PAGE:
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Dhoni is only human

Wisden India logo Wisden India 27-06-2015 S Badrinath

The World T20 title. The World Cup crown. The Champions Trophy. Two IPL and Champions League T20 successes each. The most successful Indian captain, an exquisite wicketkeeper with lightning hands, a fearless leader with the ability to handle any situation. Arguably the best middle-order batsman/finisher in limited-overs cricket. Most of all, a strong yet humble individual, with an elementary lifestyle. Sometimes , it is hard to believe that Mahendra Singh Dhoni is only human.

For me, it is not all of the accolades above that define the man, but the maturity he has shown over the years. Inducted into the national captaincy at a very young age and being at the helm of Indian cricket across all formats, whether it was a dressing room filled with legends or a young side like when he was first named skipper for the World T20 in South Africa in 2007, MS always made sure that a coherent, congenial atmosphere prevailed with the ranks at all times.

Having played more than a hundred games with MS either as a teammate and under his leadership, I still can’t help myself get over a few facets of the man. Our team could have played a brilliant game of cricket chasing a huge score and won, or a horrible one marked by a below-par performance, and still one couldn’t find much difference in the way he would conduct himself. His ability to stay detached from expectations and results is what sets him apart, and helps him make the right decisions most of the time.

If the past few months are being spoken of as a lean patch, it is only because MS has spoilt us with the phenomenal standards he has set over the years as a cricketer, a leader and as an ambassador for Indian cricket. The saying that readily springs to my mind is ‘The tree that bears the most fruits gets pelted the most’. Come to think of it, had MS not been in his 30s and had he not relinquished Test captaincy as well as his Test career, would have the same questions be raised as they are now, when his leadership skills in the limited-overs formats are being dissected?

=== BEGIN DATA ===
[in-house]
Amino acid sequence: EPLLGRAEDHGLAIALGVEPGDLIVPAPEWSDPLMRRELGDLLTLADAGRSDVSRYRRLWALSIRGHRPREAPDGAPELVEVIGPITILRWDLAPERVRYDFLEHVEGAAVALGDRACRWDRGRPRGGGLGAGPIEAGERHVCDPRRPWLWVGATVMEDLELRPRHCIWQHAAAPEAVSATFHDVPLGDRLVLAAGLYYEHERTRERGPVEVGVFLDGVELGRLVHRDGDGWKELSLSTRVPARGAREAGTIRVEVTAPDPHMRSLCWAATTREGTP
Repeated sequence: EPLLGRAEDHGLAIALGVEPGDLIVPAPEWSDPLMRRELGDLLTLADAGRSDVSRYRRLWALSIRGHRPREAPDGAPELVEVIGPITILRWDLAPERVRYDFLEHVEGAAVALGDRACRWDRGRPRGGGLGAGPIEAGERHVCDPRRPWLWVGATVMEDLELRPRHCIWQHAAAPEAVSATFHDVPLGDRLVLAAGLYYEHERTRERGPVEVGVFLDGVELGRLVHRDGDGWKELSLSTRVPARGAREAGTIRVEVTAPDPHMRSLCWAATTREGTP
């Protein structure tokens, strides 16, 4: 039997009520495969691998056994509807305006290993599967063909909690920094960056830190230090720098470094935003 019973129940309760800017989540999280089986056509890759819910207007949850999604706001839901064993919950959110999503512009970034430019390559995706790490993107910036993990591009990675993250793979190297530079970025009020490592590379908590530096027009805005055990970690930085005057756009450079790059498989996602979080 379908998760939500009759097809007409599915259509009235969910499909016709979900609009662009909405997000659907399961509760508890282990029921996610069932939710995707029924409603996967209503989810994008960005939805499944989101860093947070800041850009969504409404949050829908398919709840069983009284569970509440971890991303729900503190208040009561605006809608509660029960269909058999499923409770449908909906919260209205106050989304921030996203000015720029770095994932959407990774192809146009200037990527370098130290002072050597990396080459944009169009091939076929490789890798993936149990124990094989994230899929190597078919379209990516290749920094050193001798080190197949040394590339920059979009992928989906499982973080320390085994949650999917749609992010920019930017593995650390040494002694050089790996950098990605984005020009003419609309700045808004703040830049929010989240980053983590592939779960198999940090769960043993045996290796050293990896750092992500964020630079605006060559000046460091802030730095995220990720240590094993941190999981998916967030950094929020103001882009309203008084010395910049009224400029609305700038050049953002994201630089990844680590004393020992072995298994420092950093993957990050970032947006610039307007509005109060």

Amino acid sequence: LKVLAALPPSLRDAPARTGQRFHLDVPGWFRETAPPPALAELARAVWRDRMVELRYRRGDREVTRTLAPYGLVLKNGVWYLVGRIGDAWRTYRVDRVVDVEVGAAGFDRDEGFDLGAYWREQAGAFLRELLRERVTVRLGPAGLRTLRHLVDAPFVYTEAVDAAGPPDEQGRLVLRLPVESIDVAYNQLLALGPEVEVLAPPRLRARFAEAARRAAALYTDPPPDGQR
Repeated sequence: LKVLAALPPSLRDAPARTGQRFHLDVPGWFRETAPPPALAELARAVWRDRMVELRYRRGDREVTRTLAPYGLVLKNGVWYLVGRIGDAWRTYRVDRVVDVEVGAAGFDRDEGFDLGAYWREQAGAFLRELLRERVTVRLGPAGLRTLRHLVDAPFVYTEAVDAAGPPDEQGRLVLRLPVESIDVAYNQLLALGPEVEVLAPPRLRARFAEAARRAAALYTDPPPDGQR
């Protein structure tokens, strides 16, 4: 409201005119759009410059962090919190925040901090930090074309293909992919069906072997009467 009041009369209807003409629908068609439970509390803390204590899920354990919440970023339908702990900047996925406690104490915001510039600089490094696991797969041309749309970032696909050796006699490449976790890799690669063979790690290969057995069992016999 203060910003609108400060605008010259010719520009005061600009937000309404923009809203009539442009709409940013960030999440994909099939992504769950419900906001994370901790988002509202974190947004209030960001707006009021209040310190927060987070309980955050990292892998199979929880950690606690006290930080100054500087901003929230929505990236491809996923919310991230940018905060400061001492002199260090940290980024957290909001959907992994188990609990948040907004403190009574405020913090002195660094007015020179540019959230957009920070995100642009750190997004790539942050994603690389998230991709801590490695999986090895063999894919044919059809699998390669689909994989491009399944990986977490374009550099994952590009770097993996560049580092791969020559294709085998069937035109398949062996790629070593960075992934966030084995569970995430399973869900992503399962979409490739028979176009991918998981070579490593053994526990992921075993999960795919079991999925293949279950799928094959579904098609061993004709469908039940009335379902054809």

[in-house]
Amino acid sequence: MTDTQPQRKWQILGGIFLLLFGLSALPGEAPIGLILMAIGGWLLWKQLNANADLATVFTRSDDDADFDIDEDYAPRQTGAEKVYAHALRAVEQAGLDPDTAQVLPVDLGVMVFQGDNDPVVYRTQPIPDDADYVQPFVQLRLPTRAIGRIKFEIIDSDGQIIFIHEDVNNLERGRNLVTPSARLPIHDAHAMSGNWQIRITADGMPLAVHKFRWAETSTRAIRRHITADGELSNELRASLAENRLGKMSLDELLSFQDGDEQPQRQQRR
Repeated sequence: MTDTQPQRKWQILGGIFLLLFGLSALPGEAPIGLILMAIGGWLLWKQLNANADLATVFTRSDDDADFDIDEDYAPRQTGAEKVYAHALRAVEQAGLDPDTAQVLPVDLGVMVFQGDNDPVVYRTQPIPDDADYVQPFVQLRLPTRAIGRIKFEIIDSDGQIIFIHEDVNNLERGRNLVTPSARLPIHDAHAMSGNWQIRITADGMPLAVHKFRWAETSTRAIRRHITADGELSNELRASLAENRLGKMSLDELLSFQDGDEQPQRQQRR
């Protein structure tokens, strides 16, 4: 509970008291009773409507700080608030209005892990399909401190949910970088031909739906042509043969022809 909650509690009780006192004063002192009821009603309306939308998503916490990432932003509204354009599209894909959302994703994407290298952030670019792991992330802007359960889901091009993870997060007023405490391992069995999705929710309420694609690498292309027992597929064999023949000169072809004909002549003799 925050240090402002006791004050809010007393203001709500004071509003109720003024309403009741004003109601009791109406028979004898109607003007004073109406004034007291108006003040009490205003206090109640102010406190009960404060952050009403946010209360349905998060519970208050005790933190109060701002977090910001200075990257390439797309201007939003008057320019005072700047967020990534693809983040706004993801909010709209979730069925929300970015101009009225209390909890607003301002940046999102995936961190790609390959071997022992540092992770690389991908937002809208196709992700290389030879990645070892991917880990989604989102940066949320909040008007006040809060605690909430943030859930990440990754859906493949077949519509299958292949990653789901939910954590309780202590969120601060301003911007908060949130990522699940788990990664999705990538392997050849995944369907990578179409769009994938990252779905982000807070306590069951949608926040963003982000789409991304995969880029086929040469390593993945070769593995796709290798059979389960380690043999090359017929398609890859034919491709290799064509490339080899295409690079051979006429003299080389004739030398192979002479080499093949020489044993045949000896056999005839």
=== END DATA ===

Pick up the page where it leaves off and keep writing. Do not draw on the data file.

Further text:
As a current Indian cricketer, the last six months would definitely have had to be very demanding. A very long tour to Australia, the tri-series that followed, then the World Cup and, almost immediately, the IPL, all make for a packed calendar. It’s very important to understand the emotional and mental undercurrents that a sportsman goes through. The emotional rollercoaster that a normal human being experiences through in his entire lifetime is what a professional sportsperson goes through in his sporting career alone. And being the captain for the majority of your professional career only magnifies the pressures and the demands that MS, a recent father, has had to endure. If the proposed tour of Zimbabwe stands cancelled as is being anticipated, the month-long break before the trip to Sri Lanka couldn’t have come at a better time for MS and the boys.

Before signing off, I want to ask myself, as a cricketer, just one simple question. It’s a high pressure game and I am the fielding captain. The opposition needs 20 runs off 10 balls. Who would I rather not have batting in the middle? I know my answer.

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